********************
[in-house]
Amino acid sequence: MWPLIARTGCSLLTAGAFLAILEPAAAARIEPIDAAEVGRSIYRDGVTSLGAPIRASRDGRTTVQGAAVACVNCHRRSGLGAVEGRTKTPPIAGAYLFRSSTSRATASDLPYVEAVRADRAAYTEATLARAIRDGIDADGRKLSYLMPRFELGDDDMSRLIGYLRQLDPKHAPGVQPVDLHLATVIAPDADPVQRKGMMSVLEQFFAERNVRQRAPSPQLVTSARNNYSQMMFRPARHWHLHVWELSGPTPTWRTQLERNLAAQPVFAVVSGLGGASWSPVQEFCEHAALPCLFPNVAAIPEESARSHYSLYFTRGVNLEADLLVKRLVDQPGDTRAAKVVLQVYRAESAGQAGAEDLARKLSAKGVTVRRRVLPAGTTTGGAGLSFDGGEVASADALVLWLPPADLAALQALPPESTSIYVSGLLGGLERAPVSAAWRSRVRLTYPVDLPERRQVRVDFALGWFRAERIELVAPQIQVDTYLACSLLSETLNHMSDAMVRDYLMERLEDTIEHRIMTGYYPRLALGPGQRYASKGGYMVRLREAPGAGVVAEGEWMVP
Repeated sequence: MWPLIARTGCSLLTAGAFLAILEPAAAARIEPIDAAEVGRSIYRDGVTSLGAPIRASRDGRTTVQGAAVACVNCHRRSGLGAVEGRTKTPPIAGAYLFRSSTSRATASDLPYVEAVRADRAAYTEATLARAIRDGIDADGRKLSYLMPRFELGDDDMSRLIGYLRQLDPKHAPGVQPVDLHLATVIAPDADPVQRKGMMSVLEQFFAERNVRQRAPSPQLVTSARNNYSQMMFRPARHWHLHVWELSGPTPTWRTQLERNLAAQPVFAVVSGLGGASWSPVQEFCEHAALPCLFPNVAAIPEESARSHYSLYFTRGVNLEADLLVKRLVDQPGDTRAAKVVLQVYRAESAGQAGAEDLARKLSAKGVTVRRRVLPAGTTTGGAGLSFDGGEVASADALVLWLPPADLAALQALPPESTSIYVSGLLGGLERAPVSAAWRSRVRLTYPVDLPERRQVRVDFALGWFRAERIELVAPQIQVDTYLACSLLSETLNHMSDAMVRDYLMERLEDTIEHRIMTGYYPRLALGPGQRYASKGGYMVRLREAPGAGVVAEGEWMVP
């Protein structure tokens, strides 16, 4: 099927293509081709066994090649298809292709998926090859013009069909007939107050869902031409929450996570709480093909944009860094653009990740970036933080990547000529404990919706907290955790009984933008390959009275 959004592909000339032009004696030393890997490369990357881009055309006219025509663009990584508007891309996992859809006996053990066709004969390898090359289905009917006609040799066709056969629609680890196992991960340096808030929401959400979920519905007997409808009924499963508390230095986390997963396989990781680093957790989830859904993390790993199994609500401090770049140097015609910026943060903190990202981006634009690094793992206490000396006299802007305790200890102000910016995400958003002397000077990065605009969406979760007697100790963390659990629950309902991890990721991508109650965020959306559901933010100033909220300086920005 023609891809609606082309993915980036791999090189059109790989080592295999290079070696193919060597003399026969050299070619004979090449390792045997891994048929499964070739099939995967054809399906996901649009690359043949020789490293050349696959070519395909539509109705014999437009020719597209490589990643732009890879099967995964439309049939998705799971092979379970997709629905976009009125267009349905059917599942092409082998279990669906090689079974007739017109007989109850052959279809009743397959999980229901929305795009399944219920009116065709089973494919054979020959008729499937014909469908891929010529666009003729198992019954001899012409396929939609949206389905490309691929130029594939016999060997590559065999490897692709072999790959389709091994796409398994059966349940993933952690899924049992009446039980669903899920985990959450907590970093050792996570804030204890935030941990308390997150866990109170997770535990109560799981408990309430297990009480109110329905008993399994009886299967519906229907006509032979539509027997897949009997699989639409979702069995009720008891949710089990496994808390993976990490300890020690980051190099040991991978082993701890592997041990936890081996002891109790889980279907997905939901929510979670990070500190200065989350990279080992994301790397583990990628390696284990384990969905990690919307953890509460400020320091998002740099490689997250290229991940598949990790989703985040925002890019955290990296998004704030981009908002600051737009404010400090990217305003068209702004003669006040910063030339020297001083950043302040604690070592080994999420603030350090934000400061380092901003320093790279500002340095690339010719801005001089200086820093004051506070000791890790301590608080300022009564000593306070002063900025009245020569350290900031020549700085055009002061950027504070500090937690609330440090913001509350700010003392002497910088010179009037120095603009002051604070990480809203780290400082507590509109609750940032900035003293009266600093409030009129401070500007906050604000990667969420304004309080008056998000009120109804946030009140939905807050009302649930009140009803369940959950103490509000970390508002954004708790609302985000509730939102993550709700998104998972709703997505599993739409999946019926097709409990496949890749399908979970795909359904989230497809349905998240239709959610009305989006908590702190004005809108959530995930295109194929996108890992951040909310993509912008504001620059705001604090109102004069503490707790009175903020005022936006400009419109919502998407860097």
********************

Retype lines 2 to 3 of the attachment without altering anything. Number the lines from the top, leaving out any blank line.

Amino acid sequence: MWPLIARTGCSLLTAGAFLAILEPAAAARIEPIDAAEVGRSIYRDGVTSLGAPIRASRDGRTTVQGAAVACVNCHRRSGLGAVEGRTKTPPIAGAYLFRSSTSRATASDLPYVEAVRADRAAYTEATLARAIRDGIDADGRKLSYLMPRFELGDDDMSRLIGYLRQLDPKHAPGVQPVDLHLATVIAPDADPVQRKGMMSVLEQFFAERNVRQRAPSPQLVTSARNNYSQMMFRPARHWHLHVWELSGPTPTWRTQLERNLAAQPVFAVVSGLGGASWSPVQEFCEHAALPCLFPNVAAIPEESARSHYSLYFTRGVNLEADLLVKRLVDQPGDTRAAKVVLQVYRAESAGQAGAEDLARKLSAKGVTVRRRVLPAGTTTGGAGLSFDGGEVASADALVLWLPPADLAALQALPPESTSIYVSGLLGGLERAPVSAAWRSRVRLTYPVDLPERRQVRVDFALGWFRAERIELVAPQIQVDTYLACSLLSETLNHMSDAMVRDYLMERLEDTIEHRIMTGYYPRLALGPGQRYASKGGYMVRLREAPGAGVVAEGEWMVP
Repeated sequence: MWPLIARTGCSLLTAGAFLAILEPAAAARIEPIDAAEVGRSIYRDGVTSLGAPIRASRDGRTTVQGAAVACVNCHRRSGLGAVEGRTKTPPIAGAYLFRSSTSRATASDLPYVEAVRADRAAYTEATLARAIRDGIDADGRKLSYLMPRFELGDDDMSRLIGYLRQLDPKHAPGVQPVDLHLATVIAPDADPVQRKGMMSVLEQFFAERNVRQRAPSPQLVTSARNNYSQMMFRPARHWHLHVWELSGPTPTWRTQLERNLAAQPVFAVVSGLGGASWSPVQEFCEHAALPCLFPNVAAIPEESARSHYSLYFTRGVNLEADLLVKRLVDQPGDTRAAKVVLQVYRAESAGQAGAEDLARKLSAKGVTVRRRVLPAGTTTGGAGLSFDGGEVASADALVLWLPPADLAALQALPPESTSIYVSGLLGGLERAPVSAAWRSRVRLTYPVDLPERRQVRVDFALGWFRAERIELVAPQIQVDTYLACSLLSETLNHMSDAMVRDYLMERLEDTIEHRIMTGYYPRLALGPGQRYASKGGYMVRLREAPGAGVVAEGEWMVP